Annual Report: Saudi Arabia 2011

Report
May 28, 2011

Annual Report: Saudi Arabia 2011

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  • In January, a court in Jubail sentenced a 13-year-old school girl to 90 lashes, to be carried out in front of her classmates, after it convicted her of assaulting a teacher. She was also sentenced to two months' imprisonment. Further details were not known and it was not clear whether the flogging was carried out or not.
  • In November, a man was reported to have been sentenced to 500 lashes and five years' imprisonment by a court in Jeddah for homosexuality, among other charges.

Women's rights

Women continued to face discrimination in law and in practice and to be subjected to domestic and other violence. The law does not give women equal status with men, and rules on male guardianship subordinate women to men in relation to marriage, divorce, child custody and freedom of movement. This leaves women vulnerable to violence within the home, which may be committed by men with impunity.

  • The case of a 12-year-old girl whose father had forcibly married her to an 80-year-old man for money was widely publicized in Saudi Arabia and abroad. Legal action by local human rights activists highlighted the case and resulted in the girl obtaining a divorce in February.
  • In February, the Supreme Judicial Council overturned a lower court decision in 2006 requiring a married couple, Fatima al-Azzaz and Mansur al-Taimani, to divorce against their wishes. The earlier case had been brought by the brother of Fatima al-Azzaz on the ground that her husband was from a tribe of lower social status and therefore did not satisfy the rule of parity of status, which provides that spouses must be of equal social status or the marriage will be invalid.

In November, Saudi Arabia was elected to the board of a new UN body established to promote women's rights.

Migrants' rights

The sponsorship system governing employment of foreign nationals continued to expose them to exploitation and abuse by private and government employers, and allowed them little or no redress. Typical abuses included long working hours, non-payment of salaries, being refused permission to return home after completing their contracts and violence, particularly against women domestic workers.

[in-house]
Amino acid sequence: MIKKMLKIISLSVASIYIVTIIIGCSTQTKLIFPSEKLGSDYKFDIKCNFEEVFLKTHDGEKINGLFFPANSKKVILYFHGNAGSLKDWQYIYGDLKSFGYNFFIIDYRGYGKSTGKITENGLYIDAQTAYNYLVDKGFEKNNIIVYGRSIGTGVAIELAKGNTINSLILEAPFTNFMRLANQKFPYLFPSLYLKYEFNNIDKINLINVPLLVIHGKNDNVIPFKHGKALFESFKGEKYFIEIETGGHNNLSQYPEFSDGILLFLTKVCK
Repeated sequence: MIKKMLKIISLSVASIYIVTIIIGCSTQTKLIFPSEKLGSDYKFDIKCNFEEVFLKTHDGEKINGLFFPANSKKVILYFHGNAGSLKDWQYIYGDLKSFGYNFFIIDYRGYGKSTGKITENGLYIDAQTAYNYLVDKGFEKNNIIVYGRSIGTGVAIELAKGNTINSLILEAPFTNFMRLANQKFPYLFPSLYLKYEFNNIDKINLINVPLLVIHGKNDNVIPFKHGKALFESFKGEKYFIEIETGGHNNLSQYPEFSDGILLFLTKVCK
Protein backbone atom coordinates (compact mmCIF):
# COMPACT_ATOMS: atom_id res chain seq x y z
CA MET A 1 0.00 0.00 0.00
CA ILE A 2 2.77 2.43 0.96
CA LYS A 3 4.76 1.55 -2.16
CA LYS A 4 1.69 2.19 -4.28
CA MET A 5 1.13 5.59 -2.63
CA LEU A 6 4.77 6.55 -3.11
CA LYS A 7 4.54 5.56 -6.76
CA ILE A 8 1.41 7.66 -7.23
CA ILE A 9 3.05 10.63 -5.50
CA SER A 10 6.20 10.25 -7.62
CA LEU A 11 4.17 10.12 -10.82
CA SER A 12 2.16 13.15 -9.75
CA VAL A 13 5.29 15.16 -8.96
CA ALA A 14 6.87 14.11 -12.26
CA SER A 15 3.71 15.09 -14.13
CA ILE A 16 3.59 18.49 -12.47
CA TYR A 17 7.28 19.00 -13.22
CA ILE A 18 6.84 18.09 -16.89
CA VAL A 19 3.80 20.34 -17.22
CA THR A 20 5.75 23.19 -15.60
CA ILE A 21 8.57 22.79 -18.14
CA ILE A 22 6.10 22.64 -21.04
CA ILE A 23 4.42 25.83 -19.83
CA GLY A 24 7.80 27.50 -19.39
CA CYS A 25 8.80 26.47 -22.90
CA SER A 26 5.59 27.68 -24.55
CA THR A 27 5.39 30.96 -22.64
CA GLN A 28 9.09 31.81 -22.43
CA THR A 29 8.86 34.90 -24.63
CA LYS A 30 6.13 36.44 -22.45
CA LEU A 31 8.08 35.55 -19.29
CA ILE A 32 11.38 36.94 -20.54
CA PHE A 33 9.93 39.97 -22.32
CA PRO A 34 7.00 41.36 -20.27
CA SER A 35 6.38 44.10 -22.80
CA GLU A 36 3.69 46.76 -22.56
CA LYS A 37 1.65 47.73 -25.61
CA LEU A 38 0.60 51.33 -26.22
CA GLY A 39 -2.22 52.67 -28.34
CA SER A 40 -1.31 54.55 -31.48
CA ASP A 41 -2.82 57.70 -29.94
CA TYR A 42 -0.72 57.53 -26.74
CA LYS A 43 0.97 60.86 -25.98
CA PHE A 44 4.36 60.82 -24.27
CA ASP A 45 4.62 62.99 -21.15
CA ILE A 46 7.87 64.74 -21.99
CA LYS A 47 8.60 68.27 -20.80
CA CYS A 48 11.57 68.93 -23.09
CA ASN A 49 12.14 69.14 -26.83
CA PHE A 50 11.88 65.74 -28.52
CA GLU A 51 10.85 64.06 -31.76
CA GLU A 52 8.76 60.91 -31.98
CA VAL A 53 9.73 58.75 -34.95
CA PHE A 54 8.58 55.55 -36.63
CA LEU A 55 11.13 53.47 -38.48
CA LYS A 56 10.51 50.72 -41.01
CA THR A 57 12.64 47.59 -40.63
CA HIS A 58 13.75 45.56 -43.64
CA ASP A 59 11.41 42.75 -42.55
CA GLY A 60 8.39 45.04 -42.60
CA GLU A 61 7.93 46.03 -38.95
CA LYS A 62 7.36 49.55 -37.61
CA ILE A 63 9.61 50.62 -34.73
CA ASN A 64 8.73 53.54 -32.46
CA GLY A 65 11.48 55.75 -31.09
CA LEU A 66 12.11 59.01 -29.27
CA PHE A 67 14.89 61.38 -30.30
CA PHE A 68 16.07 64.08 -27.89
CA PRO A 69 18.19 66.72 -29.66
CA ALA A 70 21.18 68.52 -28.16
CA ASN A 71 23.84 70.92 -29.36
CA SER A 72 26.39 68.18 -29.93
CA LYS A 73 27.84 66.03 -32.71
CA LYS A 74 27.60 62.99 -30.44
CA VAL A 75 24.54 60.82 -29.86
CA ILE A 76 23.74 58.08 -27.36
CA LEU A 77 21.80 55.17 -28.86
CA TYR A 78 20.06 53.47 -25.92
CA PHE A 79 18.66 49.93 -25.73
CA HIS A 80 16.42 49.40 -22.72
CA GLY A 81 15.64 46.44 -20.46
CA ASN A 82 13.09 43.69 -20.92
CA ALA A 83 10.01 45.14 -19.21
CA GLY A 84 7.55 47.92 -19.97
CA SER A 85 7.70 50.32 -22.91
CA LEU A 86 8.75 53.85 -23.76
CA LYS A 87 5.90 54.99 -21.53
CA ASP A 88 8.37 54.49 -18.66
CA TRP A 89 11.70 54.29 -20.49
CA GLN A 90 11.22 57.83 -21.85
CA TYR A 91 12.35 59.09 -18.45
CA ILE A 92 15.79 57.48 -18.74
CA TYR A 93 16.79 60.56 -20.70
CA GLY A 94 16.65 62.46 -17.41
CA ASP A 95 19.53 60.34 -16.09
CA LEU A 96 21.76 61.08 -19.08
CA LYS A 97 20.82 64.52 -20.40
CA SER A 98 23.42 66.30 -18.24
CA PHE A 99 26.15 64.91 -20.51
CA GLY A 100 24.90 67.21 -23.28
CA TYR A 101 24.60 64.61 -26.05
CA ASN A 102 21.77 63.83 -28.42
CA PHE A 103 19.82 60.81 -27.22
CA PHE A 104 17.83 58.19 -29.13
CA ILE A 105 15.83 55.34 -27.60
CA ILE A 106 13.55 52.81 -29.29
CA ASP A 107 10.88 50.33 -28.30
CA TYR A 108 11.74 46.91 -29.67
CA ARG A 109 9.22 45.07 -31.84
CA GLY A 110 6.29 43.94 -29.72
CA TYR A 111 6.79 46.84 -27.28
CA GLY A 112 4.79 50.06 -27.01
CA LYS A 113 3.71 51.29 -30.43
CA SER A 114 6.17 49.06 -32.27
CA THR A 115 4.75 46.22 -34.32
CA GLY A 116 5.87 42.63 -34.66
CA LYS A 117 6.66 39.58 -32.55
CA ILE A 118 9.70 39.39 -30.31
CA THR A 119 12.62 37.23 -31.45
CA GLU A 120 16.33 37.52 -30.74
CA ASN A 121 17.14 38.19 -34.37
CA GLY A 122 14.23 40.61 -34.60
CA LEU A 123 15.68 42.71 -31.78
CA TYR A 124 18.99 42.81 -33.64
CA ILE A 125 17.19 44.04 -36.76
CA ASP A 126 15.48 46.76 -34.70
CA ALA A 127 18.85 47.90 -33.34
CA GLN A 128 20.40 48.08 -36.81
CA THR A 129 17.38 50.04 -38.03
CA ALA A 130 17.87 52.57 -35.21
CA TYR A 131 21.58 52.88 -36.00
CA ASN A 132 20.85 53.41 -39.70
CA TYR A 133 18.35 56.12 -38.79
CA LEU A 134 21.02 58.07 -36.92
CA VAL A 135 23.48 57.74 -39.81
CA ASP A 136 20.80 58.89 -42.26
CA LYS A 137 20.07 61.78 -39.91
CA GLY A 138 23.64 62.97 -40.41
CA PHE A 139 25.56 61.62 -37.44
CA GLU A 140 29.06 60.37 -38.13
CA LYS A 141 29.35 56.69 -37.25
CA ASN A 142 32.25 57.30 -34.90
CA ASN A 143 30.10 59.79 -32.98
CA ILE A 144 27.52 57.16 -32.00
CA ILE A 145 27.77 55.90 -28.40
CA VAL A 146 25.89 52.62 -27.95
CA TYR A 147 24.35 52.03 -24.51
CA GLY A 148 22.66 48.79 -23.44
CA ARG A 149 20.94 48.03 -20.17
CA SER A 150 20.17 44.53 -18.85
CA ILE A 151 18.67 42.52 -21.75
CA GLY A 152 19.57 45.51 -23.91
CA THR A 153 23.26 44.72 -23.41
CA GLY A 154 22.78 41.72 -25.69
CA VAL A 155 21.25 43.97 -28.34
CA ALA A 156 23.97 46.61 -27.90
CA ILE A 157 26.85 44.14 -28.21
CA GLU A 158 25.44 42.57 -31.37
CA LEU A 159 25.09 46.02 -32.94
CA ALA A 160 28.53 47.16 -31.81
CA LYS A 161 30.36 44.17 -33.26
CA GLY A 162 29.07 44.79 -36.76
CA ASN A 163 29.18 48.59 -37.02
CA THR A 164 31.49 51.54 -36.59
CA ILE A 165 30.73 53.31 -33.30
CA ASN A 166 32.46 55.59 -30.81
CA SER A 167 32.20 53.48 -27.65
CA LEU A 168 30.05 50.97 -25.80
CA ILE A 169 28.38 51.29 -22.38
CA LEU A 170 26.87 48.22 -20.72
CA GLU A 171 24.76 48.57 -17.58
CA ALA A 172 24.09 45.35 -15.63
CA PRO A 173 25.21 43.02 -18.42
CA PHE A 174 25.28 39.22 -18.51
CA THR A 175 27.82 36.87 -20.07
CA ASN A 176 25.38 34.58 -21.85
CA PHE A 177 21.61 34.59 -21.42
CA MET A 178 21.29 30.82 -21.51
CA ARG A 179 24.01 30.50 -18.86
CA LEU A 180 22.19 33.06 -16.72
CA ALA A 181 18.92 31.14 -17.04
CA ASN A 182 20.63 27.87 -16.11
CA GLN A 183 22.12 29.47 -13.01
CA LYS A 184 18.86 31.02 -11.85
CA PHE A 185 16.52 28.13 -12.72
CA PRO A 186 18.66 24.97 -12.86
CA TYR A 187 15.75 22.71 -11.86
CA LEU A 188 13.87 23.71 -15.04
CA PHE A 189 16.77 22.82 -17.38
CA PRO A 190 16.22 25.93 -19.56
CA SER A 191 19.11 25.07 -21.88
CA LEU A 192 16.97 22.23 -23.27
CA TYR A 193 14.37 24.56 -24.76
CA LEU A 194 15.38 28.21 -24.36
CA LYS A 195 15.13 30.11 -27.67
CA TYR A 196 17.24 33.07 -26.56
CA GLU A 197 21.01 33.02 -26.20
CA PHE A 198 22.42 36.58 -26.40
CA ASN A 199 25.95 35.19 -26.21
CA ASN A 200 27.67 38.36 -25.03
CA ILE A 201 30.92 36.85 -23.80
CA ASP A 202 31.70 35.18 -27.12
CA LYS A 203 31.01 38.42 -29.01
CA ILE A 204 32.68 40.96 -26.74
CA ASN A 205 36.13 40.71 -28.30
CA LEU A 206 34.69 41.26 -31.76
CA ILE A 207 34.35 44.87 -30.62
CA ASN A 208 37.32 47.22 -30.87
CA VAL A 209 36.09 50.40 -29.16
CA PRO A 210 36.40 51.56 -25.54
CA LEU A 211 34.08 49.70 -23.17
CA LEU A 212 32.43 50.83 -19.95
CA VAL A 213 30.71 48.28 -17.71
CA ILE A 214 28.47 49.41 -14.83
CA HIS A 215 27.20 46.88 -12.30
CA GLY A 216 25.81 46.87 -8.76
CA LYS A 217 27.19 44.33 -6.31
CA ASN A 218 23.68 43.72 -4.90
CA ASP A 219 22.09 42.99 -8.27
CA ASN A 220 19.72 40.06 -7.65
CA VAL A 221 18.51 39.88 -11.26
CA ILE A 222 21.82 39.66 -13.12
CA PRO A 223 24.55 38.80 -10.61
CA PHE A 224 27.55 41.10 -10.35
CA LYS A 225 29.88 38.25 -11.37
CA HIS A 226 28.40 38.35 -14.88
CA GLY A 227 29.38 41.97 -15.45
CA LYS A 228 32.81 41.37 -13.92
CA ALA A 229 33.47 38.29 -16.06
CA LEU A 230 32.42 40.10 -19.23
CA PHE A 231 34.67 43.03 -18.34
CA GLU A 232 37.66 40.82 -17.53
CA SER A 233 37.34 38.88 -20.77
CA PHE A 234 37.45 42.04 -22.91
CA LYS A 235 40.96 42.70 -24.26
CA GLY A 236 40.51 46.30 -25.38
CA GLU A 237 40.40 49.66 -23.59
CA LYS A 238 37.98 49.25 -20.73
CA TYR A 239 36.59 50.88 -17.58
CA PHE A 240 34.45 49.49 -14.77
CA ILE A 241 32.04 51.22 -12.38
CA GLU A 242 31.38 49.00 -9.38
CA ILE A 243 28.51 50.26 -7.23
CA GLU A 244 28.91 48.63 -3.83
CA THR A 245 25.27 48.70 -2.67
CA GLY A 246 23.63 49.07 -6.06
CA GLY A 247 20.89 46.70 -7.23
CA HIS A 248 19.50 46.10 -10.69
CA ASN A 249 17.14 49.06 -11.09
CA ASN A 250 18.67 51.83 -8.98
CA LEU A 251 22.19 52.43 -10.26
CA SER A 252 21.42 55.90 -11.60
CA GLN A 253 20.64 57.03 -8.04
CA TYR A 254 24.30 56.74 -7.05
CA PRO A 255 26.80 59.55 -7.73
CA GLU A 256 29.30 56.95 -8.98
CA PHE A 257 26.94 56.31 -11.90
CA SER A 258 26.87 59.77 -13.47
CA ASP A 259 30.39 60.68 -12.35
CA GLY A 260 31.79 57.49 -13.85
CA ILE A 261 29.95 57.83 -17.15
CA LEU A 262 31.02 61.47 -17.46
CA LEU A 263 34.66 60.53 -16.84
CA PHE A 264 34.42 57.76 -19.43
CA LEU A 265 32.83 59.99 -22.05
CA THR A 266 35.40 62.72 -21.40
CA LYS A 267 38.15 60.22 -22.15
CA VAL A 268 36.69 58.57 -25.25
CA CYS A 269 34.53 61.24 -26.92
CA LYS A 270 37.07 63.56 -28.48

• Yahya Mokhtar, a Sudanese medical doctor who had been stranded with his family since 2008 because his former employer refused to allow him to leave Saudi Arabia, was allowed to return to Sudan in May.
  • L.P. Ariyawathie, a Sri Lankan employed as a domestic worker, was found to have 24 nails and a needle driven into her hands, leg and forehead when she returned to Sri Lanka in August. She said that the injuries had been inflicted by her employer when she complained about her heavy workload. It was unclear whether the Saudi Arabian authorities were investigating the matter.
  • An Indonesian domestic worker, Sumiati Binti Salan Mustapa, was hospitalized in Madina following reports that her employers cut her face with scissors, burned her with an iron and beat her. The mutilated body of another Indonesian worker, Kikim Komalasari, was found in a skip in Abha. The Saudi Arabian and Indonesian authorities were said to be investigating the cases.

Air strikes and killings of civilians in northern Yemen

In November 2009, Saudi Arabian forces became involved in the conflict between Yemeni government forces and Huthi rebels in the Sa'dah area of Yemen (see Yemen entry). Saudi Arabian forces clashed with armed Huthis and carried out air strikes against towns and villages in Sa'dah. Some of these attacks appeared to be indiscriminate or disproportionate and to have caused civilian deaths and injuries in violation of international humanitarian law. They ceased when the Yemeni government and Huthi rebels agreed a ceasefire in February.

Refugees and asylum-seekers

In June and July, the authorities forcibly returned some 2,000 Somali nationals to Somalia, despite the continuing armed conflict there and appeals from UNHCR, the UN refugee agency. Most of those returned were women.